Should we unplug our chargers each night?


Should-we-unplug-our-chargers-each-night If you own a smartphone of any description then you're probably familiar with seeing the battery warning level light flick on at some point during the evening. It's now become standard practice for phones to be charged up at least once every 24 hours, and the easiest time to do that is overnight when they're sat still doing nothing but waiting for the morning.
Is this really the most sensible option, though? Are we causing permanent damage to our handsets by keeping them charged for much longer than they need to be? (Assuming you get more than two hours of sleep each night, that is.) And just how much unnecessary power is being drawn by our chargers while we're snoozing away oblivious?

The charger facts

The good news is that a lot of progress has been made in the efficiency and performance of smartphone chargers in recent years, thanks to organisations like the International Energy Agency and the manufacturers themselves.
The IEA's One Watt Initiative helped get standby power usage down below a single watt and then below half a watt in 2013 for many electronics. What does that mean? Well, when your charger is plugged in but not connected to a device (while you're out at work say) it's only using the equivalent of a few pence worth of energy over an entire year.
That's assuming you're using a phone and charger made in the last few years and abiding by current regulations, of course; but the trend is moving in the right direction.
As Cambridge professor David MacKay points out, that half a watt equates to saving one hot bath's worth of energy every year if you unplug your charger when it's not in use. Multiply that by everyone who owns a smartphone and you get a lot of hot baths - but only a very small percentage of the energy that those people are using in total.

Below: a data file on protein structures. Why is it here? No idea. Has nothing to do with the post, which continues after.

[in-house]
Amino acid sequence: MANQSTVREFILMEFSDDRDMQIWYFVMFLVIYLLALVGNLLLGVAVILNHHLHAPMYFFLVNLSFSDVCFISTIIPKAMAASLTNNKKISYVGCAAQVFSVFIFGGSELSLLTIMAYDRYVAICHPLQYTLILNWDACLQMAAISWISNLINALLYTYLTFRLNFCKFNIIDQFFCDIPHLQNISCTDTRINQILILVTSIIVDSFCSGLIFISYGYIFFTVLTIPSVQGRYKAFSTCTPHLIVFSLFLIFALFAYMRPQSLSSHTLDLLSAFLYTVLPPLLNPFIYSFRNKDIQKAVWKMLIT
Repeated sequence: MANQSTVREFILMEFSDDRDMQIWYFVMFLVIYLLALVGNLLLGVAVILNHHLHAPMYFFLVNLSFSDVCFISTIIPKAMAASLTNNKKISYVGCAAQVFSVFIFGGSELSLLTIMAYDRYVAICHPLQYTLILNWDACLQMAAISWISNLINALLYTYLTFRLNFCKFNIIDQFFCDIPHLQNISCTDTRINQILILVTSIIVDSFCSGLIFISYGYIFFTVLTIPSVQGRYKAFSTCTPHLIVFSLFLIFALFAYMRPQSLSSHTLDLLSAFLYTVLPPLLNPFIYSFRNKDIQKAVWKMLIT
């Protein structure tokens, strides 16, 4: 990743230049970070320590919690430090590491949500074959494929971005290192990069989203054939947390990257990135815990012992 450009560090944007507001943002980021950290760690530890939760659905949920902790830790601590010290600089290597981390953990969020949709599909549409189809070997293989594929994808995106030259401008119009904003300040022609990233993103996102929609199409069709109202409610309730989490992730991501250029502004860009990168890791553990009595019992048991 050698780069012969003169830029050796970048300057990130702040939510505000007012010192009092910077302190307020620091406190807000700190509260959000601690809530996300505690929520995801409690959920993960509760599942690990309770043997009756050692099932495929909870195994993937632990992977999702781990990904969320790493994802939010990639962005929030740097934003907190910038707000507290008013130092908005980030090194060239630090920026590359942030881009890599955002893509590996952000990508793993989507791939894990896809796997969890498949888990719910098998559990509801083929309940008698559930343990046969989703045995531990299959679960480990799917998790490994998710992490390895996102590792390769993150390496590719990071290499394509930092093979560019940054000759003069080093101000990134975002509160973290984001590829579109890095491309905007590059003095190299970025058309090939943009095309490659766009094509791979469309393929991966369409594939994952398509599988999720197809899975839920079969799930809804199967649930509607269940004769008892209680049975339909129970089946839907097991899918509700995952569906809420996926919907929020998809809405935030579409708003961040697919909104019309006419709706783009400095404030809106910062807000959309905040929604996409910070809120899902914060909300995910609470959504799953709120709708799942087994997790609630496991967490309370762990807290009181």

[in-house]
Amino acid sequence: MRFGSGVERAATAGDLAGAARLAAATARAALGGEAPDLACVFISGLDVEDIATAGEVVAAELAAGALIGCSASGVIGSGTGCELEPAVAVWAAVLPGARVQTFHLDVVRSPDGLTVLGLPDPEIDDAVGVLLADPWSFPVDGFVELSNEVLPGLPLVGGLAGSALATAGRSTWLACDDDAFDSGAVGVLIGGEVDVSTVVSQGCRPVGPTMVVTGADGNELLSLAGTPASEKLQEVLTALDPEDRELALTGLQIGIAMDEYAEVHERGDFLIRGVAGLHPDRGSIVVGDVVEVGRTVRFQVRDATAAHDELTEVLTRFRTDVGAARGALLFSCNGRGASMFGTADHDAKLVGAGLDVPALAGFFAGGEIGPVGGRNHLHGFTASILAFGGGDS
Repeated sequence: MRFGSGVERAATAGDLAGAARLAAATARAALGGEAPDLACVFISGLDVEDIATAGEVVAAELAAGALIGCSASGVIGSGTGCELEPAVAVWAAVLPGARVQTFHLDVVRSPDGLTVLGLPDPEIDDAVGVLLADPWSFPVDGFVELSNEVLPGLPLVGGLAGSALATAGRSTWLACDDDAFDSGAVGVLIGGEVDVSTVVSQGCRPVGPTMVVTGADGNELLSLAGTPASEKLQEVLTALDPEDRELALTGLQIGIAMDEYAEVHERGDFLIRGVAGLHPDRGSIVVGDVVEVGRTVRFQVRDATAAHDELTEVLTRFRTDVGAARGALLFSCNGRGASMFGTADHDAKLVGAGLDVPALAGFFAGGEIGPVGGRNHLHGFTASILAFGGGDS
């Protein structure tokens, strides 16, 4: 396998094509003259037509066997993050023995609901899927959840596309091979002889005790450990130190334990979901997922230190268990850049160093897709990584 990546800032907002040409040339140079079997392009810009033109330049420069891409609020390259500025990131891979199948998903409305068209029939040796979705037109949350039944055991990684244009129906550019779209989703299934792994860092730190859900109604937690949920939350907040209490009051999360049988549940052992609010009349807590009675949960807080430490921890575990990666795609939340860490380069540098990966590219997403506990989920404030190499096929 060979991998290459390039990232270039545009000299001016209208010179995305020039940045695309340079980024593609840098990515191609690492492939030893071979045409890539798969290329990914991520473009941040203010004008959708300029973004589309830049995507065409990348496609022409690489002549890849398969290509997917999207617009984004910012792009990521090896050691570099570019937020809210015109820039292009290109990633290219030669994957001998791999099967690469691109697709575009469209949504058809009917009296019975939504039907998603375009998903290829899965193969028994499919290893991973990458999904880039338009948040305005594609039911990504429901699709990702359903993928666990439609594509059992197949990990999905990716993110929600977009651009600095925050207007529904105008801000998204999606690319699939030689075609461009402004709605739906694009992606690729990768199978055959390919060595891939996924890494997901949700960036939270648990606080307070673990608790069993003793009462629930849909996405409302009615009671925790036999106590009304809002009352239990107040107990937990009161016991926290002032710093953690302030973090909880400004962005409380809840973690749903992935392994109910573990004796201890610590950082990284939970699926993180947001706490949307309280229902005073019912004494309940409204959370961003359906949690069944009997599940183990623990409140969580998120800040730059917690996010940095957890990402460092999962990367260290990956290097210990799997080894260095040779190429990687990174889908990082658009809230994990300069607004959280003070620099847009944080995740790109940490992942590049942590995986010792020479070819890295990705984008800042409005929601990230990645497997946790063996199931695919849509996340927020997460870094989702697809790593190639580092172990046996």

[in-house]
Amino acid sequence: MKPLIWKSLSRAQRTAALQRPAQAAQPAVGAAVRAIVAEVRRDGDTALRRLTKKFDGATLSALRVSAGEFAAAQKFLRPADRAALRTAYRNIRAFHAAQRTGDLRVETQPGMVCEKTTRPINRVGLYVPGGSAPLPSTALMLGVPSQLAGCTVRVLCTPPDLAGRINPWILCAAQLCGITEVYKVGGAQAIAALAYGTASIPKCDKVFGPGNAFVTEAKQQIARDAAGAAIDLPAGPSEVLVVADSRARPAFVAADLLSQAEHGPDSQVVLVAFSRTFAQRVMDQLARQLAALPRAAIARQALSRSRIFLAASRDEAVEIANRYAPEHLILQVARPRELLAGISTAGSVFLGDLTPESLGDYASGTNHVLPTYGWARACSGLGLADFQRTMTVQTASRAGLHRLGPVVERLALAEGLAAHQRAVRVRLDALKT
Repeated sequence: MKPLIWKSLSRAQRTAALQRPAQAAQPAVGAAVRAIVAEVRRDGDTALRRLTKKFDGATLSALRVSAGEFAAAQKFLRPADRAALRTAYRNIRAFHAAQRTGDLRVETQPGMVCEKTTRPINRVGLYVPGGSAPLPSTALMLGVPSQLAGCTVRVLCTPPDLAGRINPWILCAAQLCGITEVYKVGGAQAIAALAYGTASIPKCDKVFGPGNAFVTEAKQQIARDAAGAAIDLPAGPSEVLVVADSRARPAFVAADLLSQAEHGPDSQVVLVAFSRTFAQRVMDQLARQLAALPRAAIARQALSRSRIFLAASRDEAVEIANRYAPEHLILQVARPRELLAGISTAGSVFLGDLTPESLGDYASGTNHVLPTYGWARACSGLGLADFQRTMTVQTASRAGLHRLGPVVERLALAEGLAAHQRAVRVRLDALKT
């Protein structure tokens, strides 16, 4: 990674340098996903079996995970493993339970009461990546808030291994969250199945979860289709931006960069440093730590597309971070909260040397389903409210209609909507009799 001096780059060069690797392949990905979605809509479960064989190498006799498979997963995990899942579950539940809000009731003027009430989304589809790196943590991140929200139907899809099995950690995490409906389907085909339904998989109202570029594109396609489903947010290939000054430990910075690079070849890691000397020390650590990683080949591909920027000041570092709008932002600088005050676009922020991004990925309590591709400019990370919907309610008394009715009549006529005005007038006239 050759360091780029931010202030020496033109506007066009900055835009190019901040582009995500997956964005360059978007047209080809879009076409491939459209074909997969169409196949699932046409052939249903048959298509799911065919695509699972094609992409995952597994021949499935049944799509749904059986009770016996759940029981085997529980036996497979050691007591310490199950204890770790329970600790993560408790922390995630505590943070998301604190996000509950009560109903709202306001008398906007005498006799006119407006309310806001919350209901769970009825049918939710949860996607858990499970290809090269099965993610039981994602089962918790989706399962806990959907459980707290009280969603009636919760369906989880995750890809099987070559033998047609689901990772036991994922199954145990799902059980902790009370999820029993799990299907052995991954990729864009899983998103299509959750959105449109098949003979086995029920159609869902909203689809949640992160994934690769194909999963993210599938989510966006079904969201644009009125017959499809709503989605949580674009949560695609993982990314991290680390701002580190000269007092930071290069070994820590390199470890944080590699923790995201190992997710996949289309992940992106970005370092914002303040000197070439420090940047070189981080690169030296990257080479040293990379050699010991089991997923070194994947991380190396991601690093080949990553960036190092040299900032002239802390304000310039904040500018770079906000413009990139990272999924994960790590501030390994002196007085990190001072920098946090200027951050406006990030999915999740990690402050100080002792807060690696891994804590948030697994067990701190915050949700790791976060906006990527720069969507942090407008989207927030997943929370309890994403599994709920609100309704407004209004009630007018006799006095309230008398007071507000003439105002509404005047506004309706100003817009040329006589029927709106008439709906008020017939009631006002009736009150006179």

Of course not using energy is better than using it, but as Professor MacKay puts it: "Obsessively switching off the phone charger is like bailing the Titanic with a teaspoon. Do switch it off, but please be aware how tiny a gesture it is."

Overnight charging

That half watt figure goes up by a factor of ten (give or take) when your phone is actually plugged in to the charger, but we're still talking about a small amount of energy use overall.
A 2012 study at the Lawrence Berkeley National Laboratory found that an idle charger drew 0.26 watts on average; this figure goes up to 3.68 watts when a phone is attached and charging, and drops down to 2.24 watts when the phone is attached and fully charged. Overall, the cost is a handful of pounds over 12 months.
Npower puts the figure at £3.50 a year for the average household. Some quick and very rough calculations suggest that if all UK phone users unplugged after charging, enough energy would be saved to power a town the size of Canterbury - once you look beyond your own energy bill it suddenly it starts to take on more significance.
Should we unplug our chargers each night?